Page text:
The Jews had their own way of assigning responsibility for people being killed without cause. Back when Israel sent spies into Jericho, they came into contact with the prostitute Rahab. And because of her helping them escape, they gave her a sign to put on her house so that when the Jews came in, none in her household would be harmed. Here were the instructions they gave her, “When we enter the land, you tie this piece of scarlet cord in the window you let us down from; and you gather together in your house your father, mother, brothers, and your father’s entire household. If anyone goes out the doors of your house into the street, he will be responsible for his own blood, and we will be guiltless. But everyone who stays with you in the house — we will be responsible for his blood if anyone lays a hand on him.”6 In other words, the scarlet cord, like the blood of the Passover lamb, would keep any of them from being slaughtered as long as they stayed under its protection.
Even today, if someone is guilty of committing a crime that deserves the death penalty, we say: “Their blood is on their own hands.” This was also a common concept in Jewish thinking, as we can see in the Talmud.7 But it was also accepted, that this act of shedding innocent blood would follow the guilty person to their grave and beyond. As one highly regarded Rabbi states: “With regard to capital punishment, the victim’s blood and the blood of his unborn descendants are dependent on the murderer until eternity. As it is said with regard to Cain, ‘The voice of the blood of your brother is crying out.’ The Torah uses the plural form of the word blood, implying his blood and the blood of his descendants.”8 So the Jews here were so confident that they were asking for the crucifixion of a guilty man, that they were willing to risk the damaging consequences of having His blood hound them and their children for generation after generation.
While some scholars believe that when the Roman general Titus came and destroyed Jerusalem in 70 AD, this curse was fulfilled. Jewish historian Josephus records this incident: “The main reason why he [Titus] did not forbid that cruelty was this, that he hoped the Jews might perhaps yield at that sight, out of fear lest they might themselves afterward be liable to the same cruel treatment. So the soldiers, out of the wrath and hatred they bore the Jews, nailed those they caught, one after one way, and another after another, to the crosses, by way of jest, when their total number was so great, that room was wanting for the crosses, and crosses wanting for the bodies.”9
Pilate’s decision to give in might seem like an easy way out, but those who knew Pilate saw this more as a cover-up for his embarrassment of being bullied by the Jewish leaders. For as Pilate was described: “He was a man of a very inflexible disposition, and very merciless as well as very obstinate.”10 And just for the record, Pilate had Jesus scourged to show that he acted with some authority. Some believe that he did so with the hope the Jews would be satisfied with such a beating and give up the idea of having Him crucified. But that was not their plan, nor was it God’s plan.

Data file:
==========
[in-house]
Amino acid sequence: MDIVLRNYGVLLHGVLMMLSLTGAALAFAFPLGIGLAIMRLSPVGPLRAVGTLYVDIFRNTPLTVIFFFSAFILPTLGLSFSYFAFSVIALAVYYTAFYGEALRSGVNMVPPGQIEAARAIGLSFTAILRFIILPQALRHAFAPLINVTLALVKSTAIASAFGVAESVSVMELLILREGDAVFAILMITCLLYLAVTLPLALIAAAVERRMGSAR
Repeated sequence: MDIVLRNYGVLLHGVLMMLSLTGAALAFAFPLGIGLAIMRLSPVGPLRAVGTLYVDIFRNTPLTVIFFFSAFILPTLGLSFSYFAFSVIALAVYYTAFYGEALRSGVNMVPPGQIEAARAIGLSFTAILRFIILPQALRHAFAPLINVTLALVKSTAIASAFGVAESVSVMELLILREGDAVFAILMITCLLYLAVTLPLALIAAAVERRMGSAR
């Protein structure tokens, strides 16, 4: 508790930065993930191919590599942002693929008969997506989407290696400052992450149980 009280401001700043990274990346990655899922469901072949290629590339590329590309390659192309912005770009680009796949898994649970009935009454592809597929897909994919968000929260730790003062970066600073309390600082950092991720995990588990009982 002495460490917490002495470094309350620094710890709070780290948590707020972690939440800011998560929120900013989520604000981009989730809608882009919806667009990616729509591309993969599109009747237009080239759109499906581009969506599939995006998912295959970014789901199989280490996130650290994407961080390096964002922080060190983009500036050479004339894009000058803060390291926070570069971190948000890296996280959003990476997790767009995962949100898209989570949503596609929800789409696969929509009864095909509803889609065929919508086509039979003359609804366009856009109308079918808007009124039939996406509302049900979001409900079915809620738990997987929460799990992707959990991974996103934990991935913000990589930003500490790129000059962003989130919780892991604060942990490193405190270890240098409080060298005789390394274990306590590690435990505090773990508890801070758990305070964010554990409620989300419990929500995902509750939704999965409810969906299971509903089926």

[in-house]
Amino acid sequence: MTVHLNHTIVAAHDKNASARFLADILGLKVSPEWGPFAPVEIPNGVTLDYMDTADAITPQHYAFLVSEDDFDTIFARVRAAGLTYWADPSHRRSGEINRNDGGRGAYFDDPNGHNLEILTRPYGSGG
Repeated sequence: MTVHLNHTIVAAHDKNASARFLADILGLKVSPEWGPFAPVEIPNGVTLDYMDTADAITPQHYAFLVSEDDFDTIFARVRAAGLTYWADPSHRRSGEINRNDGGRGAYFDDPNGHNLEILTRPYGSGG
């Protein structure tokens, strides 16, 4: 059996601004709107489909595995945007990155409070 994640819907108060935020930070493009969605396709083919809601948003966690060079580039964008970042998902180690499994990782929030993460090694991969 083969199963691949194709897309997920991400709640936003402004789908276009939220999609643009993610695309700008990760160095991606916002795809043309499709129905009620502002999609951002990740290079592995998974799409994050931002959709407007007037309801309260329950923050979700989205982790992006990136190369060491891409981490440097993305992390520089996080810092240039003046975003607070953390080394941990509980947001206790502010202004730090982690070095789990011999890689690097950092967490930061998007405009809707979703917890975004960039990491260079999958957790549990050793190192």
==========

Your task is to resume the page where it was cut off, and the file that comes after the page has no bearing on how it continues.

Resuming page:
One Jewish commentator points to what happened between God and Isaiah: “The Holy One warned him: ‘Isaiah, My children are obstinate, troublesome. Art thou willing to be smitten and put to shame by them?” Then Isaiah replied: “I will let those people beat me and pull the hair from my beard. I will not hide my face when they say bad things to me and spit at me. The Lord God will help me so the bad things they say will not hurt me11.”12 By saying: Father forgive them, they don’t know what they are doing, Jesus was saying the same thing. And of course, Jesus knew the reason for all this: “He was being punished for what we did. He was crushed because of our guilt. He took the punishment we deserved, to bring us peace. We were healed because of His pain. We had all wandered away like sheep. We had gone our own way. And yet the LORD put all our guilt on Him.”13
1 Job 9:30-31: Orthodox Jewish Bible
2 Psalm 26:6
3 Pesikta De-Rab Kahana, Piska 27:5, p. 559
4 Fasti by Publius Ovidius Naso, (also known as Ovid), Bk. III: March 1: Kalends
5 Ajax by Sophocles, Trans. R. C. Trevelyan, Scene One: Athena
6 Joshua 2:18-19
7 Babylonian Talmud, Seder Mo’ed, Masekhet Pesachim, folio 110b; cf. Tractate Yoma, folio 21a; Tractate Avodah Zarah, folio 12b
8 Moses Maimonides, Mishnah Torah, Sefer Shoftim, Sanhedrin veha’Onashin haMesurin lahem, Ch. 12, Halacha 3
9 Flavius Josephus, Wars of the Jews, Bk 5, Chap 11:1
10 Philo of Alexandria, op. cit., De Legatio ad Gaium (“On the Embassy to Gaius”), Ch. 38:304
11 Isaiah 50:6-7
12 Pesikta De-Rab Kahana, Piska 16:4, loc. cit., p.391
13 Ibid. 53:5-6